Mixed opinions on Birmingham's surveillance cameras

Related Stories

Safer Birmingham Partnership has installed 218 cameras, including hidden ones, mainly in the Washwood Heath and Sparkbrook districts.

Plastic bags are being put over some of them while a public consultation is carried out following local objection.

Residents and business owners in the Sparkbrook area spoke to BBC News about their concerns.

Surinder Singh, 37, shop owner

Surinder Singh Surinder Singh has noticed an increase in cameras

Surinder Singh, who co-owns Uncle's Home Stores in Ladypool Road, said he had seen an increase in CCTV cameras in the area in the past month.

He said: "I believe there should be more bobbies on the beat rather than cameras.

"I do not think the public should be victimised or feel like they are being watched 24/7. There should be some privacy.

"I think consulting the public is a good thing but at the same time, what is the purpose of the cameras?

"There should not be hidden cameras - that's not right."

Ashiq Rahman, 39, and Eugennie Cortezo, 29

Ashiq Rahman and Eugennie Cortezo Ashiq Rahman and Eugennie Cortezo have lived in Sparkbrook for 13 years

Ashiq Rahman and Eugennie Cortezo, who live in Kyrwicks Lane, have been Sparkbrook residents for 13 years.

They said two cameras have been put up on the street in the past month.

Ms Cortezo said: "I think they are a waste of time on this road. We don't have any problems.

"It's a close-knit community, we are very multi-cultural, everyone gets along with everyone. I do not see the point.

"There are two cameras more or less opposite each other a few hundred yards apart."

Mr Rahman said: "They put them up four weeks ago. They are a waste of time - nothing happens in this road.

"It feels like we are being watched all the time. What's the real reason for putting them up?"

Tony Hyland, 62, retired gas worker

Tony Hyland Tony Hyland feels safer with the cameras

Tony Hyland moved to the area a couple of months ago and said he was in favour of CCTV cameras.

The 62-year-old said: "I did not even notice them. Knowing they are there does make me feel safer.

"It's not good if they cover them up. It makes me feel safe."

Aliya Maskeen, 23, call centre worker

Aliya Maskeen Aliya Maskeen is concerned that the cameras have replaced street lamps

Ms Maskeen lives opposite one of the cameras installed on Kyrwicks Lane.

She said the street lamps have been taken down to make way for the CCTV cameras, meaning her home is in darkness in the evenings.

"The street has gone really dark," she said. "We are not really happy with the cameras.

"It's a little bit of an invasion of privacy. I do not think it is necessary. Getting rid of the street lamps to install cameras is not necessary."

MM Alam, 36, television station manager

MM Alam MM Alam said the cameras were a good idea

Mr Alam had his car window smashed in Sparkbrook recently, and feels CCTV cameras will make a positive difference to the area.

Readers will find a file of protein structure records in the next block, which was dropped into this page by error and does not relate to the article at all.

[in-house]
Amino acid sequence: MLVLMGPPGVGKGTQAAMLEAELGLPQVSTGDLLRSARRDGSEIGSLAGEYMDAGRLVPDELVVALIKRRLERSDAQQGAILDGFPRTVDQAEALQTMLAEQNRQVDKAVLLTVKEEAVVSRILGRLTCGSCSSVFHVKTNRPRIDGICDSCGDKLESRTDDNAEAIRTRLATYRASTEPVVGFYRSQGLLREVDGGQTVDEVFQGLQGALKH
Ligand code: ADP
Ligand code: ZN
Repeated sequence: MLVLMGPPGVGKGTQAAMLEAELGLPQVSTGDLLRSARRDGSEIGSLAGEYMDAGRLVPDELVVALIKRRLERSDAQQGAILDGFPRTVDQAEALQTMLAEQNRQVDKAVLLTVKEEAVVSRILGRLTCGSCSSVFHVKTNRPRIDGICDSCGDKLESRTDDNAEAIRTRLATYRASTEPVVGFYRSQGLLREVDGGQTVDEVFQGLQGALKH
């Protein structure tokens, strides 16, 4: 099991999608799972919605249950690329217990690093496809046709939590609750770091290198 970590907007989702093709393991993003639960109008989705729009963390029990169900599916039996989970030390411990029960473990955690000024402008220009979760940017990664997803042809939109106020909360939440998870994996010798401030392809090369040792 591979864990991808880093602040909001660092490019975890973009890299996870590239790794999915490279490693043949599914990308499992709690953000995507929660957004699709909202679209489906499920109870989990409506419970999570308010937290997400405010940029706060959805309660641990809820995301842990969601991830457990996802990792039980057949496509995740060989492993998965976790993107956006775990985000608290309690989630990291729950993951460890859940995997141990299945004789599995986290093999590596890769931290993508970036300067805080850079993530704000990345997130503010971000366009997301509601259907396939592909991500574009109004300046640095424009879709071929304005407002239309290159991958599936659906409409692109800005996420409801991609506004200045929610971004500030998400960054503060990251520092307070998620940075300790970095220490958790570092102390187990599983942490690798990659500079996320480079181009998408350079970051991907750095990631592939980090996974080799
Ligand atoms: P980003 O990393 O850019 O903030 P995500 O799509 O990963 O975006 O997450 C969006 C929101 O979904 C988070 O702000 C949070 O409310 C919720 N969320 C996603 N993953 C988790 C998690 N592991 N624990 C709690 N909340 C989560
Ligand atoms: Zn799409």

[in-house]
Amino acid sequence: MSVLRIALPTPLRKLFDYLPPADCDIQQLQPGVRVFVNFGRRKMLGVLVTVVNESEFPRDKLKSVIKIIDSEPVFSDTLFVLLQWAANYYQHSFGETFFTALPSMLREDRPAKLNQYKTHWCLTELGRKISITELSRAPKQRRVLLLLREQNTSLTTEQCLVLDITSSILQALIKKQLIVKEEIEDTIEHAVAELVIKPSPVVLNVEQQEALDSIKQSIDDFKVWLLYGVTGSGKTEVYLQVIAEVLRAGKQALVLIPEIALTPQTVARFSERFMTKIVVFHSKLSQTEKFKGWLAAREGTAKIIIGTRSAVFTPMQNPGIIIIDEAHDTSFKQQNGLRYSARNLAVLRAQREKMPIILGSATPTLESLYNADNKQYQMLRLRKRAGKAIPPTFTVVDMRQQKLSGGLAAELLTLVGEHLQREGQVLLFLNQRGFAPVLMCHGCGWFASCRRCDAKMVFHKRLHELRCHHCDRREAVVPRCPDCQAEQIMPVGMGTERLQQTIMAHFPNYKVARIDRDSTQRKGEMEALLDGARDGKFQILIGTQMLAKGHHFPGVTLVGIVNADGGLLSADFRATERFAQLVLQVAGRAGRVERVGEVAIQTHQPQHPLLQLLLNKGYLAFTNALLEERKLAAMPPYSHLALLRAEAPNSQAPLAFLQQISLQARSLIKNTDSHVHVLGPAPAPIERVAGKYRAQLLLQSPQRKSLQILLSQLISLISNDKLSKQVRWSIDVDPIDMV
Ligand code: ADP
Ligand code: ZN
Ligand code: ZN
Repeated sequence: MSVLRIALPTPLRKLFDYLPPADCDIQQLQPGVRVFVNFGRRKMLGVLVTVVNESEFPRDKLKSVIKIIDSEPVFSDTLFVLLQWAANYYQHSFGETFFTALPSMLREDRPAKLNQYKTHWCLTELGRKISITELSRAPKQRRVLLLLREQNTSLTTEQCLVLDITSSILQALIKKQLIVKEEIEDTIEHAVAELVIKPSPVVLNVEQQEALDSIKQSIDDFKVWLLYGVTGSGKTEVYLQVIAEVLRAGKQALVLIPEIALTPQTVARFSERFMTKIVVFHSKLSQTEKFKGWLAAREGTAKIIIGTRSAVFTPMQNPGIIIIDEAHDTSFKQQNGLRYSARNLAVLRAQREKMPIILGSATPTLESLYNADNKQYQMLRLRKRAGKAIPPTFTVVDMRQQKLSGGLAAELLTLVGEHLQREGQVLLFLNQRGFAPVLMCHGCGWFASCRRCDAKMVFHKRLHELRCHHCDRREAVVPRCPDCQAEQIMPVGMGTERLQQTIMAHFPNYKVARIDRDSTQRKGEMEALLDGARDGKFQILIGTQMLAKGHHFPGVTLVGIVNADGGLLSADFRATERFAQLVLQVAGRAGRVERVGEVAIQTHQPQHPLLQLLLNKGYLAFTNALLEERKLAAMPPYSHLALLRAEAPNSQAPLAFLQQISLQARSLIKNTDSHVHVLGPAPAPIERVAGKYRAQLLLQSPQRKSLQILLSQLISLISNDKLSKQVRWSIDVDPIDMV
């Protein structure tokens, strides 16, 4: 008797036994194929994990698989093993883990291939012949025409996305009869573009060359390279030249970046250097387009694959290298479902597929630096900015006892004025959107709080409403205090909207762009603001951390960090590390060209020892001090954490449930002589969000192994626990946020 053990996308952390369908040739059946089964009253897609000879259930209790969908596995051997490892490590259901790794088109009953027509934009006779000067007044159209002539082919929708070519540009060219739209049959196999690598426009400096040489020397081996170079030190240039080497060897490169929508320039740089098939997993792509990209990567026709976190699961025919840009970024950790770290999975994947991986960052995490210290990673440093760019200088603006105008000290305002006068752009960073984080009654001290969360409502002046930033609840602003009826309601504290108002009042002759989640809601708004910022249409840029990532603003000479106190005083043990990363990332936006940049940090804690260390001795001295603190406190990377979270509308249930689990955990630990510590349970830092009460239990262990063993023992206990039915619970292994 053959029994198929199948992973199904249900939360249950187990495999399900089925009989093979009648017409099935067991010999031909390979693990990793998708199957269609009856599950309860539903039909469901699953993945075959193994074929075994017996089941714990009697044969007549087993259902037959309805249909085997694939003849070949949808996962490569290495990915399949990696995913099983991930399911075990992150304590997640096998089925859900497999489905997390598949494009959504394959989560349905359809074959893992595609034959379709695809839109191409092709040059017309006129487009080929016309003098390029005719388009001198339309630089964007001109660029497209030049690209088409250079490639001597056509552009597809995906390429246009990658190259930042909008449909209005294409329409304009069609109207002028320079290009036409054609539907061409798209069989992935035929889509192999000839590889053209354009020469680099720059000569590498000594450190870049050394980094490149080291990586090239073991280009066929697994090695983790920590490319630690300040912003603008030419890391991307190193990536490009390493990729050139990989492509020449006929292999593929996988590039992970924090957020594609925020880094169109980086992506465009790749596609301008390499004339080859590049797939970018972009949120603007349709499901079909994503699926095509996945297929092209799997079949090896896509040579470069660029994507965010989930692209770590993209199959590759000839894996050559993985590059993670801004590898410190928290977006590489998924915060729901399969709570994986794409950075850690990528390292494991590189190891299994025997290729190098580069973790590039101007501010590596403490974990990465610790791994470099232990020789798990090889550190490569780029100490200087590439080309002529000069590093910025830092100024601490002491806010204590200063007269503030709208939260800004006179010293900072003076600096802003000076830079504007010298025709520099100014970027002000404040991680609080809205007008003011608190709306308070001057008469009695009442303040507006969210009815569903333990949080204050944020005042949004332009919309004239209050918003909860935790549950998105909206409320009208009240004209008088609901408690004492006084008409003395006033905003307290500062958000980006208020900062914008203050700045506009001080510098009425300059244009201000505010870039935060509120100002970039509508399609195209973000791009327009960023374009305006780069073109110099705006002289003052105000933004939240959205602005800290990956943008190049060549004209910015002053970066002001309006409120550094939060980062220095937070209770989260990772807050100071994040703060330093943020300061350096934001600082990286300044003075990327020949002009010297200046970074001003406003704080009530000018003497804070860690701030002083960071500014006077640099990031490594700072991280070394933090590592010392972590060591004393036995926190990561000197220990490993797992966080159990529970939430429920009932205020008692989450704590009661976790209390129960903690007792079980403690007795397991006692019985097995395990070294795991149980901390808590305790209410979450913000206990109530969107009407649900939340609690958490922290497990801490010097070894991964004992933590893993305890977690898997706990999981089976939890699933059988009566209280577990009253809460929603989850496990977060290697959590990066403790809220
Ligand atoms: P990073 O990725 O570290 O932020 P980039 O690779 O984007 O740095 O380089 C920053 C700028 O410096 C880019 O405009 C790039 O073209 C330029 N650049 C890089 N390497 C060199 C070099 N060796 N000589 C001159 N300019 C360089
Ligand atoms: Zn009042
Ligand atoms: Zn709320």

He said: "It's good that we have cameras in this area - there are a lot of people here.

"I do feel safer knowing they are here."

Arshad Mahmood, 34, postal worker

Arshad Mahmood Arshad Mahmood does not think cameras should be in residential areas

Arshad Mahmood lives and works in Balsall Heath, near Sparkbrook.

He said: "I have seen cameras in Stoney Lane and Ladypool Road. It does not really bother me.

"I do not know why they have been put up. I think in some areas it is a good thing - such as Ladypool Road because of the way people drive.

"I do not think they should have them in residential areas."

More on This Story

Related Stories

The BBC is not responsible for the content of external Internet sites

Weather

Birmingham

Min. Night 7 °C

Features & Analysis

  • Martin Gardner as a young manThink hard

    Was this man the world's greatest puzzle master?


  • Carved pumpkinTrick or treat

    What did a riot at a pumpkin festival show about race in US?


  • A woman puts on a surgical mask during hospital Ebola training in Alabama.'Dark continent'

    Is prejudice fuelling Ebola outbreak hysteria in the US?


  • Oscar de la Renta and Oprah WinfreyIn pictures

    The life and work of Oscar de la Renta


Elsewhere on the BBC

  • FutureThe future is now

    Get the latest updates and biggest ideas from BBC Future’s World-Changing Ideas Summit

Programmes

  • Smart glassesClick Watch

    Smart spectacles go into battle – the prototypes looking to take on Google Glass

BBC © 2014 The BBC is not responsible for the content of external sites. Read more.

This page is best viewed in an up-to-date web browser with style sheets (CSS) enabled. While you will be able to view the content of this page in your current browser, you will not be able to get the full visual experience. Please consider upgrading your browser software or enabling style sheets (CSS) if you are able to do so.